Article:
Album Review: Emigrate – ‘Silent So Long’

By November 17, 2014 Album, Reviews

Following their 2007 self-titled debut album, Emigrate are back with their latest offering, ‘Silent So Long’. Emigrate front-man and Rammstein guitarist, Richard Kruspe has set out to revive the collaborative spirit of the East German punk scene he grew from with ‘Silent So Long’ through impressive guest vocals scattered around the eleven track album.

Emigrate Silent So Long cover


With metal juggernauts like Marilyn Manson, Lemmy Kilmister of Motorhead and Jonathan Davis of Korn lending their vocals, Emigrate have created a lyrically potent and awesomely harrowing musical journey that we don’t want to end. However, the album shows varying levels of influence from each guest vocalist starting with the funky and melodic impressions of Seeed’s Frank Delle in ‘Eat You Alive’, a dark yet lively track that sets the bar very high for the remainder of the album with a solid, volcanic sound building up to Delle’s vocals and exploding toward the end of the song.

The collaborative vibe of the album only strengthens through the presence of different influences and personalities such as Canadian singer Peaches in ‘Get Down’. The track contorts the idea of metal through dynamic synth beats and enticing female vocals, perfectly paired with Kruspe’s unique tone for the majority of the song, resulting a fiery eruption of metal and electro sprinkled with a shredding guitar solo and abrupt ending. The album takes a heavier turn with ‘Rock City’, featuring Motorhead’s Lemmy Kilmister who lends a classic punk sound through his iconic vocals in this fast and unforgiving, but somehow still unique song.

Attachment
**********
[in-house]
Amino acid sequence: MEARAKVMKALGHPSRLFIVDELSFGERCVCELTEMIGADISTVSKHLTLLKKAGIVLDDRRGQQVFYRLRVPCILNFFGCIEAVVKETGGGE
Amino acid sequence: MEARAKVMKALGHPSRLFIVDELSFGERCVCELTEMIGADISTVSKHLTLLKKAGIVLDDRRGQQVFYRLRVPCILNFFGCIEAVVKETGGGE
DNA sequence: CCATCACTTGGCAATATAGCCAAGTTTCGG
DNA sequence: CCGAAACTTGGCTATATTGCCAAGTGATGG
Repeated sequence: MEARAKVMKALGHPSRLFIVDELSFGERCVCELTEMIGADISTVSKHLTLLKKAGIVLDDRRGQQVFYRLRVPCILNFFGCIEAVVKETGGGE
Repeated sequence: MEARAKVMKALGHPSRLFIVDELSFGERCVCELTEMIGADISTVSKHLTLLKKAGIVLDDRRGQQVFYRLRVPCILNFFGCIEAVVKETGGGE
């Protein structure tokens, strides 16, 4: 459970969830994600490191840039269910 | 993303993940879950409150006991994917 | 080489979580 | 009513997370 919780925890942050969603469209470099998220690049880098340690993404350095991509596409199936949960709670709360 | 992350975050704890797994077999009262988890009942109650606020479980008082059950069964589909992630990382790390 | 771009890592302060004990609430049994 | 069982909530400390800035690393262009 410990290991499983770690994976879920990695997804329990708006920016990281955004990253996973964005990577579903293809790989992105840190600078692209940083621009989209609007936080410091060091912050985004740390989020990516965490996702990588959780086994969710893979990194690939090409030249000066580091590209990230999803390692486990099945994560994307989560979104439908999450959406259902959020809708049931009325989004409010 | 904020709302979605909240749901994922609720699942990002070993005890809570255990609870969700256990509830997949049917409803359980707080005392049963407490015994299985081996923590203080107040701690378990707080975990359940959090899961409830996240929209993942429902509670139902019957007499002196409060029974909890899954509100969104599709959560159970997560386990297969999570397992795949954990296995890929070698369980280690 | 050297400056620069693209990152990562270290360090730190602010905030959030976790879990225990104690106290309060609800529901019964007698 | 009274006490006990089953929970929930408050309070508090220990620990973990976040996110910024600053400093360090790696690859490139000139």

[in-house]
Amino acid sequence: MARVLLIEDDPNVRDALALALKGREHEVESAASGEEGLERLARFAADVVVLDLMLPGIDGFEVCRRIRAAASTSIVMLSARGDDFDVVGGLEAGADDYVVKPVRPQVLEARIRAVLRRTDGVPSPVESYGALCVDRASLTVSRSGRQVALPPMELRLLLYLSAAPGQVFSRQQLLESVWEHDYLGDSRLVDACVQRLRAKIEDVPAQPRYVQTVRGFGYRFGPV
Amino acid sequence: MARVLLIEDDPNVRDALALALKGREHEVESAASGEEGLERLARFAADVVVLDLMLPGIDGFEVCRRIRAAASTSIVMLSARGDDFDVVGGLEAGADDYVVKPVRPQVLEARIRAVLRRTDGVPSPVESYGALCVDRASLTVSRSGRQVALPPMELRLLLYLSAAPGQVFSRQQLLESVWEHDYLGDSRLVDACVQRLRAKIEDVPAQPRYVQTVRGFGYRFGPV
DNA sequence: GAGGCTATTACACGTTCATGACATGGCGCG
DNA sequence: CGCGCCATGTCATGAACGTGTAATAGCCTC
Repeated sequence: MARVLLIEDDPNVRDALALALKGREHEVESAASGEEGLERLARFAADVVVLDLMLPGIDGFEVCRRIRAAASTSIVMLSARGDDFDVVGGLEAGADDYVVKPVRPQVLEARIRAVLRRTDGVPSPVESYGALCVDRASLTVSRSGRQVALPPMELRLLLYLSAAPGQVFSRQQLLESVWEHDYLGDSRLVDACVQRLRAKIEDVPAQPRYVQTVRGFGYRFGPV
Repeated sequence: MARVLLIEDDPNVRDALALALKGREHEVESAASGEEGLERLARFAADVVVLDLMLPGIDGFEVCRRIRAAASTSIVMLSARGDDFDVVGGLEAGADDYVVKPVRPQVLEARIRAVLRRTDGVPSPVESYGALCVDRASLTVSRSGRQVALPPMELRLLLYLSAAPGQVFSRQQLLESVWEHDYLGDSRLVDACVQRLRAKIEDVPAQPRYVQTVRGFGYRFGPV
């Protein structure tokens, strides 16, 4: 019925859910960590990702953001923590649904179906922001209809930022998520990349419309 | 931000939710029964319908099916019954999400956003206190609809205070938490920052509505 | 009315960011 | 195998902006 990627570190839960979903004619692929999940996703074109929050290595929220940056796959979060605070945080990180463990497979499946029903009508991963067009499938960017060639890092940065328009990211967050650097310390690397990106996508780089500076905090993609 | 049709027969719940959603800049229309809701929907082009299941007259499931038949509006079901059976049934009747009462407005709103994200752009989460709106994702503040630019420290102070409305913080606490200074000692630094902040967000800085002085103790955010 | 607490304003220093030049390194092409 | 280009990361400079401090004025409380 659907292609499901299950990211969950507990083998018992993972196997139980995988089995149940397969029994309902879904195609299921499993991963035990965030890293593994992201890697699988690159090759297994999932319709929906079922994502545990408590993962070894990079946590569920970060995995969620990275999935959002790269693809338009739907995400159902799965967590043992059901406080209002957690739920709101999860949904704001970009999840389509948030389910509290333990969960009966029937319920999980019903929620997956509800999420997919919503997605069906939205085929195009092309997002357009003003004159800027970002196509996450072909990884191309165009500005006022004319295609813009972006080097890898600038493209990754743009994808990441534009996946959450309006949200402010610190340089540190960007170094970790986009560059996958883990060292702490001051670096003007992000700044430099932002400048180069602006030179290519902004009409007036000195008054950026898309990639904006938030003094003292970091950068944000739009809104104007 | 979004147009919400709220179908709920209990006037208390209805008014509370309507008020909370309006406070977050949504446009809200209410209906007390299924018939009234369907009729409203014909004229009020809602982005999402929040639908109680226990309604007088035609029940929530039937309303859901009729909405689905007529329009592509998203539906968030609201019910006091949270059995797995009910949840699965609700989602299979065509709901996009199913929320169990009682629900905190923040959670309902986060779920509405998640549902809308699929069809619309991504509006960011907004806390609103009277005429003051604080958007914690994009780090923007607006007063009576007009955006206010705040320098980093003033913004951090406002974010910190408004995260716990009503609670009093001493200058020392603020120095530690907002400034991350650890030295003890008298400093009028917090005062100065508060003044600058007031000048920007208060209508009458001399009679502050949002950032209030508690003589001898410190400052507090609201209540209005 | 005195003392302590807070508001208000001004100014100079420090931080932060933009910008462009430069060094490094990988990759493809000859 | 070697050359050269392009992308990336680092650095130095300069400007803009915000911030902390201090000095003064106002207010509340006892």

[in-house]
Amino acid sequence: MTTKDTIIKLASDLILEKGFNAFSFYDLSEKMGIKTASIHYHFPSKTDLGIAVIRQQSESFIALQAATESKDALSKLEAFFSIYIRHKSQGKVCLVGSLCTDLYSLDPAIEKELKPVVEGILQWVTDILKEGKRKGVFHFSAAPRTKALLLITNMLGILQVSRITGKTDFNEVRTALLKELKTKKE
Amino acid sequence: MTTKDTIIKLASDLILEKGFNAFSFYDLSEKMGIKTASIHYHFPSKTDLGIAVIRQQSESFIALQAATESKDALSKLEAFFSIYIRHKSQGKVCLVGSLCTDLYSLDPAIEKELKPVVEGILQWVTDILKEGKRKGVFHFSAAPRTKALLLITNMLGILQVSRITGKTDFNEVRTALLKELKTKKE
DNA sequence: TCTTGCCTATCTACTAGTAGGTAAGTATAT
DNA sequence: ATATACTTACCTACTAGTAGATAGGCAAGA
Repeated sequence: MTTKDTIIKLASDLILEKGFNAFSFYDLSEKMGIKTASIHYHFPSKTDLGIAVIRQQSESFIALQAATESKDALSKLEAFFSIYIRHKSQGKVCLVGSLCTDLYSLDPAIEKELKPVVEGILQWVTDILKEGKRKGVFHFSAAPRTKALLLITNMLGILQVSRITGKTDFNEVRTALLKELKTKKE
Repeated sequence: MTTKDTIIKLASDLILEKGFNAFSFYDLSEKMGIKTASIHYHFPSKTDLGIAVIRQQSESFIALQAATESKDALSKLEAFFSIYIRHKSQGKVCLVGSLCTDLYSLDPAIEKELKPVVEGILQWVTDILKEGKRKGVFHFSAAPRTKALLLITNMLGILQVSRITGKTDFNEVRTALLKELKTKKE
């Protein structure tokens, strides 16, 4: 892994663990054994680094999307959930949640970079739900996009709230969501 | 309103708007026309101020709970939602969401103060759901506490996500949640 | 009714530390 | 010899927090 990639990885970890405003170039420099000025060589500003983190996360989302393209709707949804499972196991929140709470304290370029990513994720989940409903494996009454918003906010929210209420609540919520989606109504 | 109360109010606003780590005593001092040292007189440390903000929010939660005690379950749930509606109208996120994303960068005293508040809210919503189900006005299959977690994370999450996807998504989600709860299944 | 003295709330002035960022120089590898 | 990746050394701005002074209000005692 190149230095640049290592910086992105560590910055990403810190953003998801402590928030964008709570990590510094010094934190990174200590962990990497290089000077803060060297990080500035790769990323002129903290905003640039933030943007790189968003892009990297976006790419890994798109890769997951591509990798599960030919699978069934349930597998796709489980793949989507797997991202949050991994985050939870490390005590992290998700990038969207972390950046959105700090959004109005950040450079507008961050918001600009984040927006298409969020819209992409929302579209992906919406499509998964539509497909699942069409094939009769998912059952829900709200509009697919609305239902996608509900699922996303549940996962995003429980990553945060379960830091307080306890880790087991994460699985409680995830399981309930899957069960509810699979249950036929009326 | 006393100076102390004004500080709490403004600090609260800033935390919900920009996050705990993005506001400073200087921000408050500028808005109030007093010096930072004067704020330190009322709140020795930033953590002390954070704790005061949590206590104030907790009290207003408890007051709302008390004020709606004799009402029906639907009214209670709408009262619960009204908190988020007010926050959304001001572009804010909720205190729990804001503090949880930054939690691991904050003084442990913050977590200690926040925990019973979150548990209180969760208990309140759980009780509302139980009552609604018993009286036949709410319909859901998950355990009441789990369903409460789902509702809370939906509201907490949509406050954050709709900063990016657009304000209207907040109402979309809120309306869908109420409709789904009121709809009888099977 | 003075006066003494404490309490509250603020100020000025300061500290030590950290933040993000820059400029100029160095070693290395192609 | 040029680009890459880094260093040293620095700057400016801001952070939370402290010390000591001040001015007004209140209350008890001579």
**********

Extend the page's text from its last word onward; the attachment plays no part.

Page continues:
The collaborative spirit continues to shine throughout the album even through tracks without featured guest vocalists such as ‘My Pleasure’. This is a heavy track right out of the gates that has a tone of 90s grunge mixed with 80s hair metal through frequent group vocals and rocking guitar solos bound together with roaring vocals and a wistful vibe of anger and anti-establishment.

‘Silent So Long’ has a rare ability to weave together tracks of different genres in an almost seamless and cohesive way. No two songs on ‘Silent So Long’ sound the same, or even similar for that matter, and it just works.